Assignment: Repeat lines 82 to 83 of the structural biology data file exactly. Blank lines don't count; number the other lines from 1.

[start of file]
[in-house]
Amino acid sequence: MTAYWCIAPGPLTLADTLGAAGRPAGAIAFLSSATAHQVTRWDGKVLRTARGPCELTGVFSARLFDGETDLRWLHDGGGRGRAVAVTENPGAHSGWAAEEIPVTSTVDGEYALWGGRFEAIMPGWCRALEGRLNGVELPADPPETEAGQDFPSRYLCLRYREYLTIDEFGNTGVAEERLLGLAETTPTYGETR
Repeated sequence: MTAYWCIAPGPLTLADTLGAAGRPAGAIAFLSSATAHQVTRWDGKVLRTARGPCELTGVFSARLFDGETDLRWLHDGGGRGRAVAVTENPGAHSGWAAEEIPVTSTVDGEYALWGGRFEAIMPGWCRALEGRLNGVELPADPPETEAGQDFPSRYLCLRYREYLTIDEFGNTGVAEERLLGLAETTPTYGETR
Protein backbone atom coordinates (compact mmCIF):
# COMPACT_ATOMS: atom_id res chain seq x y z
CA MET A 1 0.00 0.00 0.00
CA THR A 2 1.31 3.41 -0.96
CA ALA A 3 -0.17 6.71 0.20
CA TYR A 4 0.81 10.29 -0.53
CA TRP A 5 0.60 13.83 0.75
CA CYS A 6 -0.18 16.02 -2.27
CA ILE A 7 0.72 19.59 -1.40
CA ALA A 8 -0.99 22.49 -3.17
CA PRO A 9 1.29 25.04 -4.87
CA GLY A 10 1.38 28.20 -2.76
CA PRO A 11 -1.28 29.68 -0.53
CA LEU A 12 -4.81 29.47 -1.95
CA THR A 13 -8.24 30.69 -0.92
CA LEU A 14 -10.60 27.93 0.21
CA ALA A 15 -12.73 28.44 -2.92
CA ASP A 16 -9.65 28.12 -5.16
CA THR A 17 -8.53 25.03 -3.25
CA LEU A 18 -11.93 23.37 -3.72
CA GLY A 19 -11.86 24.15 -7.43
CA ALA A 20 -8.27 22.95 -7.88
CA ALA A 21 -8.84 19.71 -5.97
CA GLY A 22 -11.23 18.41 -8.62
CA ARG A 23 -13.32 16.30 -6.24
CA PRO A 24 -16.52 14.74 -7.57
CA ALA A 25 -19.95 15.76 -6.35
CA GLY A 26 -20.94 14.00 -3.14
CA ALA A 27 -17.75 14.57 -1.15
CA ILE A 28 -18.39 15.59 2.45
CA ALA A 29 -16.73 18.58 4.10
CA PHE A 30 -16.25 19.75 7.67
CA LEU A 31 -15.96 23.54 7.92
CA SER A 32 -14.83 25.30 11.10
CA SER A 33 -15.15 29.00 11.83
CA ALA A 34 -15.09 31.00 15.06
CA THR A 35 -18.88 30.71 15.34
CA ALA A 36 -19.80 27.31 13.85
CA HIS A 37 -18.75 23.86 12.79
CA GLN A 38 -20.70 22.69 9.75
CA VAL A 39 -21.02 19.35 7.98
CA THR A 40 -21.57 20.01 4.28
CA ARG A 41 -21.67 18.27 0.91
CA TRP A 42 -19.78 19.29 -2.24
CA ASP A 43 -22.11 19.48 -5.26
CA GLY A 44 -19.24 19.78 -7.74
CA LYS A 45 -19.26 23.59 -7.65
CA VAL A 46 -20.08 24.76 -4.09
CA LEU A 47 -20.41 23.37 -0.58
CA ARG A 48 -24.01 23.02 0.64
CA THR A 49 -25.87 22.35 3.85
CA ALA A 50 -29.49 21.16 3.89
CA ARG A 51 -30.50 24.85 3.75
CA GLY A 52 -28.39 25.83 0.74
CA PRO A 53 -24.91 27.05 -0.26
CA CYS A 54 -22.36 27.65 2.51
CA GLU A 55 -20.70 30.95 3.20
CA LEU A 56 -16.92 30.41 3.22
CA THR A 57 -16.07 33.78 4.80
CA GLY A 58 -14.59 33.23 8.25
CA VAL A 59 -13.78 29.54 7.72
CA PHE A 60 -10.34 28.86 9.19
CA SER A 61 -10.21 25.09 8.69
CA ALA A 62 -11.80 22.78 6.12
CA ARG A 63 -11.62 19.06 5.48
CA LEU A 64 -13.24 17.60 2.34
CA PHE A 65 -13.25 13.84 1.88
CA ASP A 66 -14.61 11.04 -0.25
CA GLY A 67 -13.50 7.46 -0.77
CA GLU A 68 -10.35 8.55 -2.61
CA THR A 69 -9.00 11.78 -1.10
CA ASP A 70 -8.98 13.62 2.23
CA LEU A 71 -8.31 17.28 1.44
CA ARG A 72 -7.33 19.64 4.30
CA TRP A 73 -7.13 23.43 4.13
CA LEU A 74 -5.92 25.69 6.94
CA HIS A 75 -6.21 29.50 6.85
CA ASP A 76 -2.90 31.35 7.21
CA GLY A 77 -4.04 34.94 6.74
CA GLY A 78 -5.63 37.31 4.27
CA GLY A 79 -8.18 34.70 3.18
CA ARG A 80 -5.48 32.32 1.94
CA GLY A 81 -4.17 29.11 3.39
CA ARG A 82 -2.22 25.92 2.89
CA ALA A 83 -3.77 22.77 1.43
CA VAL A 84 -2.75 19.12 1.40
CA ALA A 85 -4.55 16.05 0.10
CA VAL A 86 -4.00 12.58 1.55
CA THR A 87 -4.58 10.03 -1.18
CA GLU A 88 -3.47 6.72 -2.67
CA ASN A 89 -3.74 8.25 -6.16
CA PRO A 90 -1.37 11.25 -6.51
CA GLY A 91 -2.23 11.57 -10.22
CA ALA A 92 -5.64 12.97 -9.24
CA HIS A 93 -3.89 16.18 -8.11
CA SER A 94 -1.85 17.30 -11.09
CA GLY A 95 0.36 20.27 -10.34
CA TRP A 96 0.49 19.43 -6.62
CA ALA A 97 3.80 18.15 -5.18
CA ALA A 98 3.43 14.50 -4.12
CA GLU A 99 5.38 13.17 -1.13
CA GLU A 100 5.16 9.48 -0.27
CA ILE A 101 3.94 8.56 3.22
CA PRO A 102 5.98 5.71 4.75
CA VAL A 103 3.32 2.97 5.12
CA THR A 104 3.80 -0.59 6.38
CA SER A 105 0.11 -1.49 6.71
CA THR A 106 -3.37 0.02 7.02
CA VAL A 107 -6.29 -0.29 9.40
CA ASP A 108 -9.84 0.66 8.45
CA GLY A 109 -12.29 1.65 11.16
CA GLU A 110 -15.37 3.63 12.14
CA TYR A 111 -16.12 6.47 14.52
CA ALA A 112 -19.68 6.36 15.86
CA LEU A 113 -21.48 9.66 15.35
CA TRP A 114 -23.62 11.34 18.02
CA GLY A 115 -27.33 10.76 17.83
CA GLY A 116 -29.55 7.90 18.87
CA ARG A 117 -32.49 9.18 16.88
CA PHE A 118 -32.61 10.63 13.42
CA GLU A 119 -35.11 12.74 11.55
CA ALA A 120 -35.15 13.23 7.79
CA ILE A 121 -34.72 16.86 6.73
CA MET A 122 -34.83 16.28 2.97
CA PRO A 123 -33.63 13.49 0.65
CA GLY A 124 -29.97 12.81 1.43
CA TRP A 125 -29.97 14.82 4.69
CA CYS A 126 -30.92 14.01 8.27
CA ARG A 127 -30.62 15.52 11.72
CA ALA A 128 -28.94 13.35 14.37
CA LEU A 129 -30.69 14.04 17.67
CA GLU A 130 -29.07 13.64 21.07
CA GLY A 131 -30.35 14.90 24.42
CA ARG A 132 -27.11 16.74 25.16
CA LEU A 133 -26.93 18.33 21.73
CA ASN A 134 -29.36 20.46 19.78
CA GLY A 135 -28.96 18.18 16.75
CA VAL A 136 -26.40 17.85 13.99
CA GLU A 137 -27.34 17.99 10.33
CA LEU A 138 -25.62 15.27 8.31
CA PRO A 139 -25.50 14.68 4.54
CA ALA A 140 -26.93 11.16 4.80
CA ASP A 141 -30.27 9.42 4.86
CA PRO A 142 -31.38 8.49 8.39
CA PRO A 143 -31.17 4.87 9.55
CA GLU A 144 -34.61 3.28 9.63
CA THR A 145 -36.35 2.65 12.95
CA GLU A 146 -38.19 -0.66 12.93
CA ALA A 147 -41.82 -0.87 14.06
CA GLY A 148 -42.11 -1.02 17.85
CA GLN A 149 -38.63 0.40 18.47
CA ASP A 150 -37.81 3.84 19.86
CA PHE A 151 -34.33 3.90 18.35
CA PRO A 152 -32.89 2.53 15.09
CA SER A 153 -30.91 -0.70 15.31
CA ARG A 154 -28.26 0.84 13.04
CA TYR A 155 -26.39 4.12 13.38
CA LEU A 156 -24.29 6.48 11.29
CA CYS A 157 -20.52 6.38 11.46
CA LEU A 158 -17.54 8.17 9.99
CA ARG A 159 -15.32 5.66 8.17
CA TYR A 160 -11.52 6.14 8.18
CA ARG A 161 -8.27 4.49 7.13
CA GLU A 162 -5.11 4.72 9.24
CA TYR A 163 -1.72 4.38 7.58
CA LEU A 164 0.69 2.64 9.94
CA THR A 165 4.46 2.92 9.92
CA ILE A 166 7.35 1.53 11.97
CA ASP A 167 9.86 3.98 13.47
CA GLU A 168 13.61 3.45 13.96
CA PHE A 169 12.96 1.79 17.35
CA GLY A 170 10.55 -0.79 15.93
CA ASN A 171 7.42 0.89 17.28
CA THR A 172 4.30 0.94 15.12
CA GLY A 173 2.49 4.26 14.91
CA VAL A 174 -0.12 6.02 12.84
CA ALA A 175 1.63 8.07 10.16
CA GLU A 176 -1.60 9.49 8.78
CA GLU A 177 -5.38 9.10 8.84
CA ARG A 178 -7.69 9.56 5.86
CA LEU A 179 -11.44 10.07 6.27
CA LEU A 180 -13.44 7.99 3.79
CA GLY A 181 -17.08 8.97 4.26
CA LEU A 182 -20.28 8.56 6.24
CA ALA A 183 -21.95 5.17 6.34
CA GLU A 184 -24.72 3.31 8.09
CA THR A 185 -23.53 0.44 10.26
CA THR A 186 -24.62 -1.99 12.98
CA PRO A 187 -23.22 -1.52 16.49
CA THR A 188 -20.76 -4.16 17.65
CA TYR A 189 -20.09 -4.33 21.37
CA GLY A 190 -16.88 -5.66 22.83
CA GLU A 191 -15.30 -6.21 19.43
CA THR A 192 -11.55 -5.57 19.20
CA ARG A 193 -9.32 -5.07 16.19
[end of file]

CA GLY A 77 -4.04 34.94 6.74
CA GLY A 78 -5.63 37.31 4.27